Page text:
Does Israel have a moral obligation to prevent Gaza's collapse?

Does the Palestinian sense of victimhood make political change impossible?

A GIRL WALKS by the remains of a house in the northern Gaza Strip that was destroyed during Operation Protective Edge. (photo credit: MOHAMMED SALEM/REUTERS)
A GIRL WALKS by the remains of a house in the northern Gaza Strip that was destroyed during Operation Protective Edge.
There are numerous indicators that the situation in the Gaza Strip has gone from bad to worse. And this has direct implications for Israel. The likelihood of another war with Hamas-controlled Gaza has increased; environmental dangers such as sewage and diseases have become more acute; and Israel’s moral obligation as a neighboring country with the ability to help has become more pressing.
It is difficult to say which of the many crises facing Gazans is the most severe. But it seems that much of the problem stems from the lack of a steady supply of electricity. Sewage treatment plants cannot be operated and large-scale desalination is impossible. Over-pumping of aquifers has resulted in seepage of seawater into the groundwater.
Ahmed al-Yaqoubi, a hydrologist who is an adviser to the Palestinian Water Authority, told the Arava Institute for Environmental Studies last month that almost 90% of the drinking water in Gaza exceeds the maximum salinity standard of the World Health Organization.
Untreated sewage causes sickness and even deaths inside Gaza, and the backflow into the Mediterranean regularly pollutes the beaches of Ashkelon and Ashdod.
The lack of a reliable electricity supply means that hospitals are unable to provide adequate treatment and industry is crippled. This leads in turn to lower productivity, further deterioration of the economy, lower purchasing power, and fewer goods shipped into Gaza. Unemployment is estimated to be around 50%; the number of commercial trucks passing through the Kerem Shalom crossing into Gaza has dropped from over 1,000 to about 350 per day.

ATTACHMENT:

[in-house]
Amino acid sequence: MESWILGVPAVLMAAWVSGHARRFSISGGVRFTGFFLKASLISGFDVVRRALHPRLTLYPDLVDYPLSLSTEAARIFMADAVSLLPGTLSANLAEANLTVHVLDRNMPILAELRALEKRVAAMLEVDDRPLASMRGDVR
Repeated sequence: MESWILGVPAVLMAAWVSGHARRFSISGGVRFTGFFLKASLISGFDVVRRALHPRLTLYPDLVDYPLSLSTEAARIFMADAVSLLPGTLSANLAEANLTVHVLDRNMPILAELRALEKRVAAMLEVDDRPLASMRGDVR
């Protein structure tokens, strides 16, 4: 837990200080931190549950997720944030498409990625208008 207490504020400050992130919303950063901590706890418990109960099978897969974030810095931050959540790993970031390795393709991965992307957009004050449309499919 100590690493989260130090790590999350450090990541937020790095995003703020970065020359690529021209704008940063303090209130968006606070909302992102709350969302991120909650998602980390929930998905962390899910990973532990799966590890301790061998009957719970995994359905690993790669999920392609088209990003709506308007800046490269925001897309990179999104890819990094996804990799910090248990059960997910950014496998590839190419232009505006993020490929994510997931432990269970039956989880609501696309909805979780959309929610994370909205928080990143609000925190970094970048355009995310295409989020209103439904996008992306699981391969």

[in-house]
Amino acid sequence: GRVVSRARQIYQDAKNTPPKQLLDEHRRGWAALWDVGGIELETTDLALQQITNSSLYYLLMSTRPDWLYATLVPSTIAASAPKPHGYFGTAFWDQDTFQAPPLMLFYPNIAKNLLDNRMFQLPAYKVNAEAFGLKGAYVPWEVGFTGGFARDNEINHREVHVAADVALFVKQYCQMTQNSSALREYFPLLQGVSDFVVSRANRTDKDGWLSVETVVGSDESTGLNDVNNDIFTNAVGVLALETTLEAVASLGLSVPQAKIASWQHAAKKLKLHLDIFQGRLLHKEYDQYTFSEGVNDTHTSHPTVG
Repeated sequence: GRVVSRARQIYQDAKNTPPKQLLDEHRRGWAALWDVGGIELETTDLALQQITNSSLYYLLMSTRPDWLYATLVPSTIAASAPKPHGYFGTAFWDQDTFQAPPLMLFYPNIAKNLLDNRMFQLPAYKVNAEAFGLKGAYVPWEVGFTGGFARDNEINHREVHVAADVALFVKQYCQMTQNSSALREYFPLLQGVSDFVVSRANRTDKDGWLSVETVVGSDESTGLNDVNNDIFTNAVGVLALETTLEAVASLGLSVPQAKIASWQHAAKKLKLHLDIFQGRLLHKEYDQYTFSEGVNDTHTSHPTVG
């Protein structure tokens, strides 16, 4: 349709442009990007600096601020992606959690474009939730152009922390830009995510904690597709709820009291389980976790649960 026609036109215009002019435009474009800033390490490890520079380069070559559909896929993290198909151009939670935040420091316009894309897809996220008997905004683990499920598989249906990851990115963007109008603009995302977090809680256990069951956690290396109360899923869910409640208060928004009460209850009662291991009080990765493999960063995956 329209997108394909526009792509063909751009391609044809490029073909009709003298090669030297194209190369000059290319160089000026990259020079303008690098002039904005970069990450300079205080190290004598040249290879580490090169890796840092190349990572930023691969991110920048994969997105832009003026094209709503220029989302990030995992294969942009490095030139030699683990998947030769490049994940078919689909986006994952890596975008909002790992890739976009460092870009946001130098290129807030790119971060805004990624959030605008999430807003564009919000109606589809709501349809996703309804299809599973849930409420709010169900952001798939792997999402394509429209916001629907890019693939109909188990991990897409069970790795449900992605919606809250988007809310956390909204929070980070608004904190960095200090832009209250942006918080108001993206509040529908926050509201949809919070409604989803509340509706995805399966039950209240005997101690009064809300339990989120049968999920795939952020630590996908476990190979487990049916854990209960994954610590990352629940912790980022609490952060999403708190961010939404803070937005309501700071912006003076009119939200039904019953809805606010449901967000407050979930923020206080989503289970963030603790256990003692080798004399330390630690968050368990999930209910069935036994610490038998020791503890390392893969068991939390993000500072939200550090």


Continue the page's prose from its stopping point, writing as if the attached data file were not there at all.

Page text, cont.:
It is widely recognized that Hamas, a party that has enjoyed wide popularity among Palestinians at least since 2006 when it won a plurality of the vote in the Palestinians’ last national elections, is to blame for the situation in Gaza.
Hamas’s refusal to adopt a more pragmatic approach to politics has resulted in both Egypt and Israel imposing a blockade on its borders. Egypt has blamed Hamas for aiding Islamists operating in Sinai who have killed hundreds of Egyptian soldiers.
And Hamas remains committed to the destruction of Israel. Much of Gaza’s limited resources – materials, know-how, manpower – have been channeled into building attack tunnels and developing weapons. Hamas has proved to be completely incompetent at caring for the two million Palestinians living in the Strip, despite extensive humanitarian aid. And it has refused to give up its military control over Gaza, thus blocking any possibility of reconciliation with the Palestinian Authority.
Still, neither Israel nor Egypt has an interest in seeing the situation in Gaza deteriorate to the point of a total breakdown, even if this were to lead to the demise of Hamas.
The collapse of Gazan society would increase the likelihood of another war with Hamas; but it would also be a humanitarian disaster which the world, including Israel, has a moral obligation to help prevent.
Complicating the situation further are the conflicting messages being sent out from the security establishment. While the IDF has warned that Gaza is on the verge of a humanitarian crisis, Defense Minister Avigdor Liberman has rejected this prognosis, saying on Monday that “the situation in Gaza is difficult but there is no humanitarian crisis.”
There are a number of steps that Israel could and should take to alleviate the suffering. Hooking up Gaza’s US-funded sewage treatment project to electricity is one thing. Another positive step would be to help build and operate a desalination plant. Laying a new high-voltage line and even building a Gaza harbor are additional ideas.
However, as long as Hamas cleaves to its Islamist ideology and rejects any form of cooperation or recognition of Israel, it is difficult to envision any of this happening.
We wonder whether the essence of Palestinian identity precludes the possibility of a change in political leadership. Does the historical narrative that Palestinians tell themselves, their fixation on supposed Israeli injustices, their strong sense of victimhood, make it impossible for a more pragmatic Palestinian political leadership to take over from Hamas and Fatah?
But maybe it is possible for a dynamic, less dogmatic and more positive political leadership to change direction and start focusing efforts on building a viable state for the Palestinian people that fosters peace at home and with its neighbors. They can start with Gaza.